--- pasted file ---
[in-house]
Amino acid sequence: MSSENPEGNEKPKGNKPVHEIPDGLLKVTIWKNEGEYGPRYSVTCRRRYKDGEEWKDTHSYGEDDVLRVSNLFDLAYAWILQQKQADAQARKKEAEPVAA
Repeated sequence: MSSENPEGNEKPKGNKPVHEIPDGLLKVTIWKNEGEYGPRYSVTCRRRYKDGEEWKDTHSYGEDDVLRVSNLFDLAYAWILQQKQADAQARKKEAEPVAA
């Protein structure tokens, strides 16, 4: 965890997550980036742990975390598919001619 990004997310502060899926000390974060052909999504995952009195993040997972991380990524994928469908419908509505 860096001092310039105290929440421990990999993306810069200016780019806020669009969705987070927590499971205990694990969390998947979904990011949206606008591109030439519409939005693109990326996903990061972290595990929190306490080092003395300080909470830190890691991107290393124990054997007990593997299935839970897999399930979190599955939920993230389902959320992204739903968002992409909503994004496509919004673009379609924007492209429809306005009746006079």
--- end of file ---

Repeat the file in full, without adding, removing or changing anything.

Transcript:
[in-house]
Amino acid sequence: MSSENPEGNEKPKGNKPVHEIPDGLLKVTIWKNEGEYGPRYSVTCRRRYKDGEEWKDTHSYGEDDVLRVSNLFDLAYAWILQQKQADAQARKKEAEPVAA
Repeated sequence: MSSENPEGNEKPKGNKPVHEIPDGLLKVTIWKNEGEYGPRYSVTCRRRYKDGEEWKDTHSYGEDDVLRVSNLFDLAYAWILQQKQADAQARKKEAEPVAA
């Protein structure tokens, strides 16, 4: 965890997550980036742990975390598919001619 990004997310502060899926000390974060052909999504995952009195993040997972991380990524994928469908419908509505 860096001092310039105290929440421990990999993306810069200016780019806020669009969705987070927590499971205990694990969390998947979904990011949206606008591109030439519409939005693109990326996903990061972290595990929190306490080092003395300080909470830190890691991107290393124990054997007990593997299935839970897999399930979190599955939920993230389902959320992204739903968002992409909503994004496509919004673009379609924007492209429809306005009746006079």